With the growing number of suicides among the victims of teenage bullies, this age-old problem is again being recognized as a problem in public schools. The surprising thing is that, while the suicides have made news, bullies have always been around. And their victims have always had higher rates of suicide, lower attendance rates and higher odds of turning to violence to settle the score. (Before the recent suicides, the shootings at Columbine and Paducah previously brought the evils of this cruel teenage hobby to the news. Obviously, little serious efforts and/or resources have been dedicated to the issue.)
I wasn’t gay. I didn’t consider myself a nerd. I wasn’t overweight. I did have a speech handicap. My voiced consonants and unvoiced consonants became confused on the way from my mind to my mouth, resulting in words like “vudge” instead of “fudge or “dog” became “tog.”
During elementary school, my speech problem wasn’t a big deal. I started receiving therapy while still in Head Start. I left my regular class room two hours a week for therapy and no one noticed. I had friends, was voted one of the most outstanding girl scouts and was often invited to sleepovers. While most of the students were the same, something changed during the summer between elementary and middle school. The harassment and the pain began on day one when I was called on in social studies to answer a question. One of the students mocked my speech pattern and even the teacher thought it was funny.
For the next three years, my life became hell. My speech problem was just the beginning. While I bought my clothes the same place everyone else did, somehow what I wore became funny. My hairstyle earned me a ditsy nickname although my sister helped me fix it every morning. Every week, I was told a different student would be waiting for me after school to beat me up for some imaginary offense I had committed. I had to keep a close watch on my property or it would be stolen. My pencils would then be posted in the hallway and labeled “Do Not Touch…Contaminated With Amanda Germs.”
The friends that used to invite me over for sleepovers? I wasn’t even welcome to sit with them at lunch anymore. I usually ate lunch with another girl, who was also picked on from the first bell to the last one each day. This very bright girl did not have a speech problem. She was uncoordinated and could not play sports. P.E. was mandatory, so she was taunted with shouts of “easy out” when it came her turn at bat. I would like to say that she and I formed a bond through those incredibly difficult years, but we didn’t. The pain and the shame was just too much to talk about even between two people in the same situation. The whole school knew where we were on the social ladder, but we couldn’t even admit it to each other.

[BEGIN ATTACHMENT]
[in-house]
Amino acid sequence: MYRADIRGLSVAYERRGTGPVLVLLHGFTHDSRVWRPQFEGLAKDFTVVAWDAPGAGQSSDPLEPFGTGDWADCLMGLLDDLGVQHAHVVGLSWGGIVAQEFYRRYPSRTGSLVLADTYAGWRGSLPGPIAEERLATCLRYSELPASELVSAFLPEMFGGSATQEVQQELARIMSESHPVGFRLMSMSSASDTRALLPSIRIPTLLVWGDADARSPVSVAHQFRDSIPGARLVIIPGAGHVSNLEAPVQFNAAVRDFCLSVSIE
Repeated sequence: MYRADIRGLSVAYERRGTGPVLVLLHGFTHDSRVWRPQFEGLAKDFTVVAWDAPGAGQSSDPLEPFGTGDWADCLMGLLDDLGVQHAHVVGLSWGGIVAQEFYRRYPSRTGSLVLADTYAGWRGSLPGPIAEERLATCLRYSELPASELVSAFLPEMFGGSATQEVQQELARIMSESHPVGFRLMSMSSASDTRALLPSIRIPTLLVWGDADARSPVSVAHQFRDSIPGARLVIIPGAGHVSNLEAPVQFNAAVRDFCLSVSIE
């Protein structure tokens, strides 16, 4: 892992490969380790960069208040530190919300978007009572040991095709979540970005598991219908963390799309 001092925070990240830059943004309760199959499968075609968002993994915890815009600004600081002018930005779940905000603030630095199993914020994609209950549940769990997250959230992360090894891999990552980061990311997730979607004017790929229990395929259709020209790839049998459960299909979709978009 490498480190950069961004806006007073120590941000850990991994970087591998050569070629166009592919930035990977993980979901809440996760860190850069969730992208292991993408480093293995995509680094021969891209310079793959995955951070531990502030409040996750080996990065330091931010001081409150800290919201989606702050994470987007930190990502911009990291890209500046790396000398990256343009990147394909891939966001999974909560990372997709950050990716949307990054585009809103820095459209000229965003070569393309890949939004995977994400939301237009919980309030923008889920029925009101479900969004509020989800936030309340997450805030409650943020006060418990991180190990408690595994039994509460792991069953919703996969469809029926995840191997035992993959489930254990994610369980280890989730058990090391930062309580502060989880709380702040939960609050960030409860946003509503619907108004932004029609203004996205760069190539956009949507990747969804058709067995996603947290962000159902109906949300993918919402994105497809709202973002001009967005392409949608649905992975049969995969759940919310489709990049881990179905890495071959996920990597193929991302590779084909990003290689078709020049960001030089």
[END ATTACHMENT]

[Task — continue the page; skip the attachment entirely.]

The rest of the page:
My parents loved me and wanted to fix my problems. Their efforts actually made it worse, largely because of the ignorance of school administrators and teachers. When their protests brought no change, mom and dad would encourage me with advice like “just ignore them” and the famous “the kids only make fun of you because they’re jealous.”
I remember one night in the seventh grade when I just didn’t think I could take another day of it. I am thankful that my parents had no guns or knifes or ropes or even strong medicine in our home. I took about 20 extra-strength Tylenol. I realize now that I was lucky that the medicine just made me sick. Then, my failure at the weak attempt just reinforced what the kids at school said about me.
My suicide attempt failed. I now consider myself a well-adjusted adult with a successful career and valuable relationships. Few of my friends even know that I was a victim of bullying. So, how did I make it through when so many others failed?
First, I discovered my faith in God at an early age. I clung to His promise that I was uniquely created and had a purpose in life. Even though my parents could not help me, they surrounded me with love and provided the safest home I could ever imagine. They encouraged me to dream and to realize that middle and high school are just passing phases Finally, a few teachers provided encouragement. Sometimes, it came in the form of calling out bullies in class. The support from teachers was more often subtle: sending a note home with my grade card or saying a few kind words after class.
Between eighth and ninth grade, most of my classmates grew up. And I grew tired. When a ringleader mocked my speech problem in my sophomore year, I challenged her to meet me in the bathroom after class and we could let our fists do the talking. I had never been in a fight before and I don’t know what would have happened if she had met me there. I didn’t have to worry. She was a no show.
I don’t wish harm on anyone. The adage “what comes around goes around” has held true for most of my classmates, largely due to their own immaturity, self-centeredness and spoiled upbringing. One has had to live with a horrible tragedy. She was driving drunk one night and killed her sister in a car accident. Her parents were able to buy her way out of legal consequences, but I have no doubt that the consequences of that night have shaped her life. Many later found themselves battling addiction.